Aug 18, 2010


I ask myself, "Are there honestly people out there that believe that terrorism and Islam are the same thing?" and millions of Americans shout back, "Here we are!"

I've been kind of surprised over what a big deal the mosque planned for near Ground Zero has become. And kind of disappointed by the number of people I generally respect who have been against it. It's one thing if someone was proposing building a museum honoring the accomplishments of Al Qaeda or like...a bomb-making school. But a mosque? Really? Is there anything more symbolic of peace and healing than a place of worship?

Winner of most hilarious (though perhaps rather misinformed) argument on the matter goes to a coworker of mine who shall not be named: "Wouldn't you want a mosque next to you to make sure you're not the victim of a terrorist attack? We should put a mosque on the top floor of every skyscraper in New York to keep terrorists away; they're not going to blow up a mosque!"


Steff said...

That comment is hilarious!! Honestly, I am fine with the Mosque. It's not like they are building it ON ground zero for one... and if the land/space is for sale, it should be for sale to anyone... not anyone except for someone who wants to build a Mosque. However, and in defense of 9/11 victims, families, etc., I do see how this whole thing could be seen as just plain insensitive (not saying it's wrong, just maybe not in the best taste). Instead of making a stink about it, maybe the right thing to do on their part would have been just to find another spot. Maybe I'm wrong... Thoughts?

Erin said...

My thoughts are BUILD THE MOSQUE. Because the Muslims didn't blow up the World Trade Center. And if it says anything at all, it will say to Extremists "We don't accept you as the real thing. We know Muslims, they are part of our country, and we know you don't represent this entire group of people." I really liked this blog about it. Short but to the point.

Rachael said...

I find it ironic that the people throwing fits about the mosque are the same people who would throw bigger fits if a Christian church wanted to build somewhere and someone else told them they couldn't because it was disrespectful. The location that springs to mind is a very conservative pro-life church wanting to build on the same block as a bombed abortion clinic. Isn't the United States based in part on the idea of freedom of religion? And the Equal Opportunity laws?

Also, Thank you for bringing this up, because I've been wanting to discuss, but the last time I talked about this, I nearly got assasinated by someone I thought was open minded so I was scared :)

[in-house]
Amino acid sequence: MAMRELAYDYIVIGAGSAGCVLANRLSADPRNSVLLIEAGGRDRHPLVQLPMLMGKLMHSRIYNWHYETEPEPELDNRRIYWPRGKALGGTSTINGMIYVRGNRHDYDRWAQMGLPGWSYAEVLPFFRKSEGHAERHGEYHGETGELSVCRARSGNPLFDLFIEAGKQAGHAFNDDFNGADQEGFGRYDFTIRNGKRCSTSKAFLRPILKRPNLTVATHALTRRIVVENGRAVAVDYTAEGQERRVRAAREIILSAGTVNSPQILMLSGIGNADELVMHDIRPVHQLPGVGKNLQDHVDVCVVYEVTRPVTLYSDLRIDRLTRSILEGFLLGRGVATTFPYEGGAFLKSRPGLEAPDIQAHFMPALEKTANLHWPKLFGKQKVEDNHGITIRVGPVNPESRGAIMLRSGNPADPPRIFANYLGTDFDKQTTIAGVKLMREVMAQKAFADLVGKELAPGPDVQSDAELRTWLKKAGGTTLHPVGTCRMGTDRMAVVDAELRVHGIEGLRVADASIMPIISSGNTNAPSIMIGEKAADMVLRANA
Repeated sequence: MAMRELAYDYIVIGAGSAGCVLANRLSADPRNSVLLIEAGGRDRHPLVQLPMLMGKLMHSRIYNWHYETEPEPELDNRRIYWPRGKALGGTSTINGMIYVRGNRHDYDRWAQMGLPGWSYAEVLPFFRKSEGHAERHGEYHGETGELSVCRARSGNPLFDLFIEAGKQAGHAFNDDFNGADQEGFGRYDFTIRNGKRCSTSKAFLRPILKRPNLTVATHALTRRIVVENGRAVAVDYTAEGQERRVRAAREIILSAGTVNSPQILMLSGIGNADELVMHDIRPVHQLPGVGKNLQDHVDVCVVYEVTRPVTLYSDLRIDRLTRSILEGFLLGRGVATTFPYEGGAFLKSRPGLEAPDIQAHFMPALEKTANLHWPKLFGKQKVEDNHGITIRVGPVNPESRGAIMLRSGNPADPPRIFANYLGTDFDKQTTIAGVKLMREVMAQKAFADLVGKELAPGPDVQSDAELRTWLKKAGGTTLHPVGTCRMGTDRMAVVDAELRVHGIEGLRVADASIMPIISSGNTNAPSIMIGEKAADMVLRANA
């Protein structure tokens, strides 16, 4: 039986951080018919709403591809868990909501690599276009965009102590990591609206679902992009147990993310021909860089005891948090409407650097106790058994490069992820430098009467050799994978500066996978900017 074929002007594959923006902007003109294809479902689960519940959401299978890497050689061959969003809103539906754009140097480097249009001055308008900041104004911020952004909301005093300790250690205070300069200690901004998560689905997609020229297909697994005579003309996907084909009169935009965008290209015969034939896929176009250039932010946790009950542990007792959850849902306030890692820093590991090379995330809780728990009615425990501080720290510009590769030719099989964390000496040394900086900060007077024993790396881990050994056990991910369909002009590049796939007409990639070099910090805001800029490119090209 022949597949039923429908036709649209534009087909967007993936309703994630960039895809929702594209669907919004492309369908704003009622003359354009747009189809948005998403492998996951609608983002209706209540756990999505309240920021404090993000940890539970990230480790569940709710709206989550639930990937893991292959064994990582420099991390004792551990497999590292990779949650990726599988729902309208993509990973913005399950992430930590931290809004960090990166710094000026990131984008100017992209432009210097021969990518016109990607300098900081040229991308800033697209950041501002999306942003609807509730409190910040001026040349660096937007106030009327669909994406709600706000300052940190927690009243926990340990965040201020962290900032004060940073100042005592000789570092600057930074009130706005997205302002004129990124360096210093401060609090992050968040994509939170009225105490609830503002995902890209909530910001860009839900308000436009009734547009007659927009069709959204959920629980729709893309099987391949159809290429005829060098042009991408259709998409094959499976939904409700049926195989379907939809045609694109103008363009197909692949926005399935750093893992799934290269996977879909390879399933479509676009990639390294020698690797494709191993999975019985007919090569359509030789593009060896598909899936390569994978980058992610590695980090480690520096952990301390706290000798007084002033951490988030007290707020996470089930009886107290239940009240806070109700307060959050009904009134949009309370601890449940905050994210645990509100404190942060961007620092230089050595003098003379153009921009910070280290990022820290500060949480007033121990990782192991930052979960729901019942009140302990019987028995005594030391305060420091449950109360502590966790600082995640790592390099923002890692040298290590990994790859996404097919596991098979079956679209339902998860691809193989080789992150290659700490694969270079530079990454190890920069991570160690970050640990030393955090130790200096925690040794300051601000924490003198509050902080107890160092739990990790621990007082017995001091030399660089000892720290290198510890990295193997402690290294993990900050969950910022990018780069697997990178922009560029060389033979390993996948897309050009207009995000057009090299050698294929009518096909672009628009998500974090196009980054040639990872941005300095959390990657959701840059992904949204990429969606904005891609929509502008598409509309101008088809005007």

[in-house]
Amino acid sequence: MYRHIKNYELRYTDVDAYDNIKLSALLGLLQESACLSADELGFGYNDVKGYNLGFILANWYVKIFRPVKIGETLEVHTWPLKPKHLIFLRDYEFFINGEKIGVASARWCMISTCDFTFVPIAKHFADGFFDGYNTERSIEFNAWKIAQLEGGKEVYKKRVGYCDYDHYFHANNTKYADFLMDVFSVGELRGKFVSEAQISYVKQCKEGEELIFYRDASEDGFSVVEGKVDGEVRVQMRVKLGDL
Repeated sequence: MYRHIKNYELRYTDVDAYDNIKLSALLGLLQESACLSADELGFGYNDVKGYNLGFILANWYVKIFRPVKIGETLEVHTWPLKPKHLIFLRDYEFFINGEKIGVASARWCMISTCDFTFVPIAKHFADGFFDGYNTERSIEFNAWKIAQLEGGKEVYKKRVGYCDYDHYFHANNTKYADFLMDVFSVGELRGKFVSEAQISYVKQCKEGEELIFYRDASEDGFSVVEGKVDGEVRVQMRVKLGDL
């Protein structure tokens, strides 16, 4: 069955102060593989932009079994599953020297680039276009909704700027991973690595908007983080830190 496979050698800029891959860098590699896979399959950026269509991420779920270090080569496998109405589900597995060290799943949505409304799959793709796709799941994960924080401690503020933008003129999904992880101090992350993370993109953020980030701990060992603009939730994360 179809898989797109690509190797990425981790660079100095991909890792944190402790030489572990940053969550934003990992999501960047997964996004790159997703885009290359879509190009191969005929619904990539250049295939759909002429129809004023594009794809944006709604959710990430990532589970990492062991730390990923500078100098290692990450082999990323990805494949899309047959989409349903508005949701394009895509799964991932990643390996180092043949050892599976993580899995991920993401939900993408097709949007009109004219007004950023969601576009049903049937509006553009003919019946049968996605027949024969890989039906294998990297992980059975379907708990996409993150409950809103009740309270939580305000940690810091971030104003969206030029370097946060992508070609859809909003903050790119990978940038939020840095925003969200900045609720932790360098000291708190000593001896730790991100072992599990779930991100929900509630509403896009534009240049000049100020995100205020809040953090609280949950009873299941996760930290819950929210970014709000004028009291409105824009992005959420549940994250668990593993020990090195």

Trapper said...

I agree. Let's not make a stink about it and let them build their cultural center (it isn't a mosque) where they want, which happens to be about four blocks away from Ground Zero.

Andrea said...

I don't personally think it's particularly insensitive to the families of the 9/11 victims. I realize many of them are upset, so I suppose I can understand that argument, but it's due to a misunderstanding of Islam's relationship to the 9/11 attacks that I don't think should be encouraged.

The comparisons you hear...I'm sorry, but this is not like you're drawing swastikas all over the Holocaust Memorial Museum. It's more like you're opening a German restaurant down the street from the Holocaust Memorial Museum. This cultural center (thank you, Trapper...there is a mosque included, though) has only the very loosest of connections to the 9/11 hijackers.

Trev said...

To put it mathematically, Islam =\= terrorism.

....and that's all I have to say about that.


Anonymous said...

Yes, this whole thing has been making me vaguely nauseated. If I were a Muslim in America right now, I would be feelin extremely nervous about the large proportion of Americans who apparently cannot distinguish between the mainstream and the lunatic fringe (the obvious explanation to that is that they are part of a fringe themselves?).

Rach, I came up with the same church/abortion clinic analogy. I think it is much closer as an analogy than the convent/Auschwitz analogy that is being tossed around.

I would also like to point out that the community center is being built in what used to be a Burlington Coat Factory. If it wasn't going to be a community center, it would become something else, like a Abercrombie and Fitch. Isn't a place dedicated to tolerance and community more respectful than a place dedicated to consumerism? One would hope that community centers like that would actually act as a force against the radicalization of Muslim youth, something that may (or may not) be on the rise in this country.